- Travis Kling is the chief investment officer at crypto asset management firm, Ikigai.
- Traditional equities and crypto are too coupled for bitcoin to be an inflation hedge, Kling says.
- The ex-Point72 portfolio manager breaks down the bull case for ethereum.
Bitcoin’s market dominance notched a four-year low on Thursday.
The cryptocurrency, which was trading at $19,856, hadn’t grabbed that little market share since March 2018. Bitcoin accounted for 39.06% of the market with a capitalization of $387.85 billion, according to CoinMarketCap.
All major cryptos have tumbled, however, with the industry’s value slashing around two-thirds from its peak. Both ethereum and bitcoin are off over 70% from their all-time highs, respectively.
Travis Kling, the CIO of crypto assessment management firm Ikigai, says that bitcoin’s investment case, however, is the weakest it’s been in years.
“Bitcoin’s investment case is the most challenged I’ve seen in the five years that I’ve been paying close attention to it,” the former Point72 portfolio manager told Insider. “It was not a CPI inflation hedge.”
Maximalists have touted bitcoin as an inflationary hedge because of its fixed supply of 21 million and its store of value, comparable to alternative investments like gold or fine art.
In bitcoin’s 13-year history, interest rates have been low, potentially not testing this narrative until recently. And as economic factors roil markets, crypto’s high correlation to traditional equities has proven the contrary.
“I did not expect it to be uncorrelated, although I did not expect the correlation to be this tight for this long,” Kling said.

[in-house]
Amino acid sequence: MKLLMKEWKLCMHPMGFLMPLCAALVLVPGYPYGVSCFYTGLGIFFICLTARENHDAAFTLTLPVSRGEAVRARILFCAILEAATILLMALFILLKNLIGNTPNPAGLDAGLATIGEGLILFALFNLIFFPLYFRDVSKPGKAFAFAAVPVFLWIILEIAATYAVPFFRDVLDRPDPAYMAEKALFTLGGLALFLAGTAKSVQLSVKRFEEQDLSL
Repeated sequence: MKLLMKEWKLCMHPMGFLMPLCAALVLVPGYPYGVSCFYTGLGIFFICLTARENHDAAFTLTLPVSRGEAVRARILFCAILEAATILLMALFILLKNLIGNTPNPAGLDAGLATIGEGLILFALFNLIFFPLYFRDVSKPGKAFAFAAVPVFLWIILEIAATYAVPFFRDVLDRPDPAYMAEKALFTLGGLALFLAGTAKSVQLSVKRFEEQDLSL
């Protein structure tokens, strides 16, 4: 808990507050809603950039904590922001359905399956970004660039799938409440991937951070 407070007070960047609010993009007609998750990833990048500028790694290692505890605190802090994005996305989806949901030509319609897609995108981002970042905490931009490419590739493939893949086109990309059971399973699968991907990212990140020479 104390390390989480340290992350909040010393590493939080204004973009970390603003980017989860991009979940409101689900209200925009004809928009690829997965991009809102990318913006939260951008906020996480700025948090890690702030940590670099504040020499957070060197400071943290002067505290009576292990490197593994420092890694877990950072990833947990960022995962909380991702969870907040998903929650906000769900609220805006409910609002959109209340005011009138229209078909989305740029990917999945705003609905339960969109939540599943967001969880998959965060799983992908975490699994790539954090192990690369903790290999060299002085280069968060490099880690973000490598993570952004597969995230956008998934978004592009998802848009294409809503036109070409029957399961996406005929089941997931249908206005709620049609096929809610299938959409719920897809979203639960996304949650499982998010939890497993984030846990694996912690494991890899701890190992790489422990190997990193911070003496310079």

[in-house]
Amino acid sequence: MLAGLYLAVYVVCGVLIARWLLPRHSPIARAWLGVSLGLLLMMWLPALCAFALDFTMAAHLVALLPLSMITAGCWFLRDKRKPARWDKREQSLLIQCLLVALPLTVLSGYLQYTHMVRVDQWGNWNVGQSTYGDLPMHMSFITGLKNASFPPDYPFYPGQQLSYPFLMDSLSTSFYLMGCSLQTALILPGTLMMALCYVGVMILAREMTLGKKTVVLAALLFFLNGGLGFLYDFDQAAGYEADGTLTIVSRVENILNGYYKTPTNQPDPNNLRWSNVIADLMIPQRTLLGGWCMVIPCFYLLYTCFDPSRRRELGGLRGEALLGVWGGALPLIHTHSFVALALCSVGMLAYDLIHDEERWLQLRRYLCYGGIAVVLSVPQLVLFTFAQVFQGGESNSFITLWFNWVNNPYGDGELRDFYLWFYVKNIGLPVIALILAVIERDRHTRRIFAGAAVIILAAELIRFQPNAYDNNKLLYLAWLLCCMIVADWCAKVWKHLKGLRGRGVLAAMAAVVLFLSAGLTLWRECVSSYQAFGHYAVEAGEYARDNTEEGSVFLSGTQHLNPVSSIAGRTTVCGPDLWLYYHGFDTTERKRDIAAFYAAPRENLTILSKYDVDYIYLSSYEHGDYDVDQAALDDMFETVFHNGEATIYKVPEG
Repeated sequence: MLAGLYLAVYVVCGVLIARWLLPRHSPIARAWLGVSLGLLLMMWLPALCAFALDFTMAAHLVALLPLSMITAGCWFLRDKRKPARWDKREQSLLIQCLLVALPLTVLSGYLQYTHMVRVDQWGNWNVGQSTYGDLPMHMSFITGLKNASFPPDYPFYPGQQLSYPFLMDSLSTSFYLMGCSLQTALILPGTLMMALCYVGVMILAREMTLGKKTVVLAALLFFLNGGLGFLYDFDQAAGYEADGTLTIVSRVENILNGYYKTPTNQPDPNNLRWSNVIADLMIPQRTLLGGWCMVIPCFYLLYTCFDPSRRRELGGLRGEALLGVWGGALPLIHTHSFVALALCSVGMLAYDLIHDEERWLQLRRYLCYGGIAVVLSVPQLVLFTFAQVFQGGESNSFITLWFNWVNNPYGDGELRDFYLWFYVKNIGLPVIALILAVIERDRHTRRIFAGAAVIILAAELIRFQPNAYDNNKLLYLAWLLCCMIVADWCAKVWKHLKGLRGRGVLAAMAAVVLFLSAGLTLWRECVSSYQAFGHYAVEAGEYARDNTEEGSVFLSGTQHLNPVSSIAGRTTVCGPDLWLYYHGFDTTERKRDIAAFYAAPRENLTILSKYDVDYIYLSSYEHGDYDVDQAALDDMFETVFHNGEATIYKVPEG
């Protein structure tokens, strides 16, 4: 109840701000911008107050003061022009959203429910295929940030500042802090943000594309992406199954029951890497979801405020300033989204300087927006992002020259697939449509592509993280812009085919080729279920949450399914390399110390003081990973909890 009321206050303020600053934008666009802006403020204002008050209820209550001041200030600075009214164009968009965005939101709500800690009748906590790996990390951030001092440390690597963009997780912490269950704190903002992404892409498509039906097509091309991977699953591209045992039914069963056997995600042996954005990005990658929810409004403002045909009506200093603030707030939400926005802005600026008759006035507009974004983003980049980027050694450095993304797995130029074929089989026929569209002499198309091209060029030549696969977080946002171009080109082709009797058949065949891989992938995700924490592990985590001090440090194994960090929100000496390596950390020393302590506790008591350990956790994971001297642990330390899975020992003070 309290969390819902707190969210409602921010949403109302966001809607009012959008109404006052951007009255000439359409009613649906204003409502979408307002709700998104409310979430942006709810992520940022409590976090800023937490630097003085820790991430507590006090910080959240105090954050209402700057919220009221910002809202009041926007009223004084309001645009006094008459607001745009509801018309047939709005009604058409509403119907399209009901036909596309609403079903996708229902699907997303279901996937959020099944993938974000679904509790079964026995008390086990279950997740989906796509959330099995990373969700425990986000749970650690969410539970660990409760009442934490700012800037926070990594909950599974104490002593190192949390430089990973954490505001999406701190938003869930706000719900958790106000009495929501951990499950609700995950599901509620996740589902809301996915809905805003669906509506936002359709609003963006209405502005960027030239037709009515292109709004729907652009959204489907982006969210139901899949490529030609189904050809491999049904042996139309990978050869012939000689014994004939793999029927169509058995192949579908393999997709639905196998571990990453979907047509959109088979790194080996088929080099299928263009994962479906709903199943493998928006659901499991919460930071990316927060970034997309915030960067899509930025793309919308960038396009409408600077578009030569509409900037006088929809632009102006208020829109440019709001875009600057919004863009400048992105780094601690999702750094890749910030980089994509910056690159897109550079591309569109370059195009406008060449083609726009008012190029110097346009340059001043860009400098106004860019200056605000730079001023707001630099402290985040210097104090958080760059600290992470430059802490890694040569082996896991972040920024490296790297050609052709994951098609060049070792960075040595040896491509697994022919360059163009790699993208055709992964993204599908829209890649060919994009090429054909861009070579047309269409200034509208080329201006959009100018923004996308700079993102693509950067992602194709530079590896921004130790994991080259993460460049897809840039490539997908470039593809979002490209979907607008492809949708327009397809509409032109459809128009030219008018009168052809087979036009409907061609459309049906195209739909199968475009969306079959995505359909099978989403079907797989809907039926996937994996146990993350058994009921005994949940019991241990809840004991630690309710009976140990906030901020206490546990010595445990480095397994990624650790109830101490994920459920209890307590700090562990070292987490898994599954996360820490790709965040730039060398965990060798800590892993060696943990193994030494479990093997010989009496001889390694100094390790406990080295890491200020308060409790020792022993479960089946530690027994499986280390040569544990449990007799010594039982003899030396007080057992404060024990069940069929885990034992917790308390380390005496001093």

As the Federal Reserve continues to hike interest rates, investors seem risk-off across the board though. The S&P is we pace to notch three consecutive quarters of losses, which hasn’t occurred since the 2008 financial crisis. Policymakers anticipate hikes to continue into next year, according to the Fed’s most recent outlookwith rates about 1.5 percentage points from their current level.
“It’s all one trade,” he said. “This is Jay’s world at the moment and crypto is going to live and die by him, along with every other asset on planet Earth,” he added, referring to Fed chairman Jerome Powell.
There is a “multipronged macro risk” that’s been hemorrhaging crypto markets as well, Kling told Insider, citing harsh macro conditions like an uncertain geopolitical climate, a looming energy crisis in the EU, and hawkish monetary policies.
If not bitcoin, then what?
Kling says that bitcoin “deeply underperformed” last market cycle and when the Fed goes into an “easing cycle” its dominance over the market could continue to decline.
“When this whole space rips off again,” Kling says, “it would be my strongly held base case that bitcoin is going to underperform and that, in that situation, it will make new lows in market dominance.”
Ren Yu Kong, a DeFi portfolio manager at crypto hedge fund BKCoin Capital, predicts that ethereum could flip bitcoin by market cap in the next five years.
“At the start of this year, if you asked any investment professional, the de-facto answer was definitely dollar cost average into BTC,” the 25-year-old previously told Insider. “If you really wanted to take a bit more risk, you could allocate a bit to ETH. I think that’s definitely switched up now.”
Ethereum’s market cap is currently half of bitcoin’s, however. Bitcoin’s market cap is notched at $372 billion, while ethereum’s is at $162 billion.
Some execs are even more bullish on ethereum and believe that it could overtake bitcoin in market cap within the next year.
In an August note to clients, Sean Farrell, the vice president of digital assets at Fundstrat, said that the firm was on “flippening” watch as bitcoin continued to underperform and ethereum transitioned from a Proof of Work to Proof of Stake consensus mechanism.
“We believe that from both a narrative and fundamentals perspective, ethereum now has a good chance of surpassing bitcoin in market cap over the next 12 months,” Farrell said.